401(k) Plans for Small Businesses

When deciding on employee benefits, more employers are recognizing the importance of financial wellness and how it attracts and retains top talent.

Small business buildings

Health insurance. Bonuses. Cold brew on tap. Retirement plans. Free lunch Fridays. Ping pong tables. Nap pods. When it comes to employee benefits, there’s a lot to consider. Some perks clearly outrank others, but when deciding what to offer, it can be hard to determine which are right for your small business.

But these days, more employers are recognizing the importance of helping their employees save for their future. Not only does having a savings plan make a company more attractive to candidates in today’s tight market, but there is a larger societal issue at play. Approximately 40% of Americans do not have access to a workplace savings plan, meaning they will likely not have enough to retire comfortably.

In light of this, many states have passed legislation mandating that employers offer a retirement savings plan such as a 401k plan. (See more later in this article about the state plans.)

And don’t forget about your own future! As a small business owner, you may believe that the profits you earn will help you live comfortably in retirement. However, you know that life can change in an instant. Setting aside money in a convenient, tax-advantaged 401(k) plan, can help ensure you’ll live the life you envision.

So you may be asking yourself: “Should my small business offer a 401(k) plan?” Many times small business owners believe a 401(k) is too expensive and time-consuming, but that couldn’t be further from the truth.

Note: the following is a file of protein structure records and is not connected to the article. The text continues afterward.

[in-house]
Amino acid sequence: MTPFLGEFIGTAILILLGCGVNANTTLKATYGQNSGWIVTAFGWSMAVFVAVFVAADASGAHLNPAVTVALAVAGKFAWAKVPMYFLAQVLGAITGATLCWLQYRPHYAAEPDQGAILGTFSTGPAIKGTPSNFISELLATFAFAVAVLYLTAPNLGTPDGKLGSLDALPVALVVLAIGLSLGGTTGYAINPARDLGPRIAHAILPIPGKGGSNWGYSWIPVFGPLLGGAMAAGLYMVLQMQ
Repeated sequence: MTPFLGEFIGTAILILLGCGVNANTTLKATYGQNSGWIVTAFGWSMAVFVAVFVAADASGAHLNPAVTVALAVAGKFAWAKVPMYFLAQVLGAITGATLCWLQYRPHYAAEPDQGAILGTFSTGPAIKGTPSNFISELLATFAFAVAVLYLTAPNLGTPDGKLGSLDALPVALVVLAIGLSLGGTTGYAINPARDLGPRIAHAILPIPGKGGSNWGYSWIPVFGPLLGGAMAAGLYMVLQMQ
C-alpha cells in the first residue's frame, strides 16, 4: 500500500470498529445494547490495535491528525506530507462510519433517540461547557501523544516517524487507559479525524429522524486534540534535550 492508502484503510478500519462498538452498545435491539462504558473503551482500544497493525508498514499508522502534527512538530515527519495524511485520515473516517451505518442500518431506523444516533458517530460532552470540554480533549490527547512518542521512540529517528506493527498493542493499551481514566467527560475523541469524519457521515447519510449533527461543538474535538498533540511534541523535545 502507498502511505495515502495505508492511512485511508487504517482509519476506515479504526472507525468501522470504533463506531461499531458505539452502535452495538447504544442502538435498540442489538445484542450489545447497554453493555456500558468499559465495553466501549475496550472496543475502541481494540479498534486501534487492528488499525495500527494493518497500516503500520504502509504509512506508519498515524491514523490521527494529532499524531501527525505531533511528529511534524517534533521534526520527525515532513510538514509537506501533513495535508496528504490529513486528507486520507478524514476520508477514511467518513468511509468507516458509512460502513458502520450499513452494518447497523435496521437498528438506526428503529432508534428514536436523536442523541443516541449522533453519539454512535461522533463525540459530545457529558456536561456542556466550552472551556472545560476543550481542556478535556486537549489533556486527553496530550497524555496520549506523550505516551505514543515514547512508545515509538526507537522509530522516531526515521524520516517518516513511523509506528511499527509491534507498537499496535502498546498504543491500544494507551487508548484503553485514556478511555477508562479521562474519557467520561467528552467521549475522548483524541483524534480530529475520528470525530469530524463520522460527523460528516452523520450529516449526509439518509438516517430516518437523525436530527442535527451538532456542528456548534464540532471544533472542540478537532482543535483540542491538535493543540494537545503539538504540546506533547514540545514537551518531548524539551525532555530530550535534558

5 Common Myths about 401(k)s for Small Businesses

Let’s take a moment to dispel some of the most common misconceptions about small business 401(k) plans:

“It’s Too Expensive!”

Traditionally, the price for a 401(k) plan could be quite high and complex. However, times have changed. Innovative providers like Betterment now offer comprehensive plan solutions at costs that are well below the industry average. Plus, small businesses may be eligible for up to $16,500 in valuable tax credits (see more below).

“It’s Too Time-Consuming!”

Managing every detail of your 401(k) plan by yourself could be extremely onerous, but choosing an experienced partner who can handle everything from plan design to compliance testing means that you can focus on running your business—not worrying about your 401(k) plan.

“I’m Afraid of the Legal Ramifications!”

The legal responsibilities are real, but many providers assume various levels of investment and/or administrative fiduciary responsibility that dramatically limit your risk exposure.

“I’m Not Sure My Employees Will Participate!”

Participation is more popular than you may think! In fact, according to the latest survey from the Plan Sponsor Council of America, more than 84.9% of employees are contributing to their 401(k)s. Plus, plan enhancements like automatic enrollment have helped drive participation by combating employee inertia.1 And lower-salaried employees may be entitled to as much as $2,000 thanks to the little-known Saver’s Credit.

“We Can’t Afford to Offer a Match!”